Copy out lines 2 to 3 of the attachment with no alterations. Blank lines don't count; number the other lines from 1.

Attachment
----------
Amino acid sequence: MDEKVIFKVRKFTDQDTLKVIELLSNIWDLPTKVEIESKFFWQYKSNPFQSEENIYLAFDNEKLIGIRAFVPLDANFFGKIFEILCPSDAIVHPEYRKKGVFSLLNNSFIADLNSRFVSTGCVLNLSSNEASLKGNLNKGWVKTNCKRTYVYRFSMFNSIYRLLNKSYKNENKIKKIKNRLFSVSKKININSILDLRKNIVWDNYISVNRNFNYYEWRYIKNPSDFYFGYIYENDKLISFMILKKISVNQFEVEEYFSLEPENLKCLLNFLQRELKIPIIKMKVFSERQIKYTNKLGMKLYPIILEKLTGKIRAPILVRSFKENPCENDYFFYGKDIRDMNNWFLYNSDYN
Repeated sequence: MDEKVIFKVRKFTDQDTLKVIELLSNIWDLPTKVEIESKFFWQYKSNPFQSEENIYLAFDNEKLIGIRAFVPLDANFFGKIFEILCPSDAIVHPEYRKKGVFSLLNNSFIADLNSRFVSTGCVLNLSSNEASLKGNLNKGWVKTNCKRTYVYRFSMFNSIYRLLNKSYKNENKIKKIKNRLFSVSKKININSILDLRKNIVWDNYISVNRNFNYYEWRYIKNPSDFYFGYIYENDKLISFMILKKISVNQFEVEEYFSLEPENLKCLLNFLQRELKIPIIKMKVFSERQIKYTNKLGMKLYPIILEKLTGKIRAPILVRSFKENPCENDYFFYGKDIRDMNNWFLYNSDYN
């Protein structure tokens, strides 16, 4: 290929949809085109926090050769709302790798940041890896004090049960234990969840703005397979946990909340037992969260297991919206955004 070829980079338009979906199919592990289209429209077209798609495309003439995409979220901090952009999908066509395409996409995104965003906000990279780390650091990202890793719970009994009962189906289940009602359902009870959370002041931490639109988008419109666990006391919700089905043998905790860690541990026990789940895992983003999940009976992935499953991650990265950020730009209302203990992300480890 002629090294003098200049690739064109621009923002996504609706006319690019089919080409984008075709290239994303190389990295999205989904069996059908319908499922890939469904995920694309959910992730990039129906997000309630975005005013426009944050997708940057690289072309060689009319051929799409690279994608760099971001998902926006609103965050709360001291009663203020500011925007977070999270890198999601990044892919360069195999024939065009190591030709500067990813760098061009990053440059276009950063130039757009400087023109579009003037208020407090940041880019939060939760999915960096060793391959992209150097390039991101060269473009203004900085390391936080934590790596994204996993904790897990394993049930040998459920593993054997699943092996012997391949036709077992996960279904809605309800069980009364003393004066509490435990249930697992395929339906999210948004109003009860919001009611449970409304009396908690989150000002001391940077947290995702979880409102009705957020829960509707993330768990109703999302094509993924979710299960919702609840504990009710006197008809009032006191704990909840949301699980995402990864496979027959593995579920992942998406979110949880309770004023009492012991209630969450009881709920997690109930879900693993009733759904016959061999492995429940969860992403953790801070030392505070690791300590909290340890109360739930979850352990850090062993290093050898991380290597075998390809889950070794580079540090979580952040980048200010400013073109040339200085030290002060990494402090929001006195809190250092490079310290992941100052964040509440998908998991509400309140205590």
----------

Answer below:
Repeated sequence: MDEKVIFKVRKFTDQDTLKVIELLSNIWDLPTKVEIESKFFWQYKSNPFQSEENIYLAFDNEKLIGIRAFVPLDANFFGKIFEILCPSDAIVHPEYRKKGVFSLLNNSFIADLNSRFVSTGCVLNLSSNEASLKGNLNKGWVKTNCKRTYVYRFSMFNSIYRLLNKSYKNENKIKKIKNRLFSVSKKININSILDLRKNIVWDNYISVNRNFNYYEWRYIKNPSDFYFGYIYENDKLISFMILKKISVNQFEVEEYFSLEPENLKCLLNFLQRELKIPIIKMKVFSERQIKYTNKLGMKLYPIILEKLTGKIRAPILVRSFKENPCENDYFFYGKDIRDMNNWFLYNSDYN
């Protein structure tokens, strides 16, 4: 290929949809085109926090050769709302790798940041890896004090049960234990969840703005397979946990909340037992969260297991919206955004 070829980079338009979906199919592990289209429209077209798609495309003439995409979220901090952009999908066509395409996409995104965003906000990279780390650091990202890793719970009994009962189906289940009602359902009870959370002041931490639109988008419109666990006391919700089905043998905790860690541990026990789940895992983003999940009976992935499953991650990265950020730009209302203990992300480890 002629090294003098200049690739064109621009923002996504609706006319690019089919080409984008075709290239994303190389990295999205989904069996059908319908499922890939469904995920694309959910992730990039129906997000309630975005005013426009944050997708940057690289072309060689009319051929799409690279994608760099971001998902926006609103965050709360001291009663203020500011925007977070999270890198999601990044892919360069195999024939065009190591030709500067990813760098061009990053440059276009950063130039757009400087023109579009003037208020407090940041880019939060939760999915960096060793391959992209150097390039991101060269473009203004900085390391936080934590790596994204996993904790897990394993049930040998459920593993054997699943092996012997391949036709077992996960279904809605309800069980009364003393004066509490435990249930697992395929339906999210948004109003009860919001009611449970409304009396908690989150000002001391940077947290995702979880409102009705957020829960509707993330768990109703999302094509993924979710299960919702609840504990009710006197008809009032006191704990909840949301699980995402990864496979027959593995579920992942998406979110949880309770004023009492012991209630969450009881709920997690109930879900693993009733759904016959061999492995429940969860992403953790801070030392505070690791300590909290340890109360739930979850352990850090062993290093050898991380290597075998390809889950070794580079540090979580952040980048200010400013073109040339200085030290002060990494402090929001006195809190250092490079310290992941100052964040509440998908998991509400309140205590």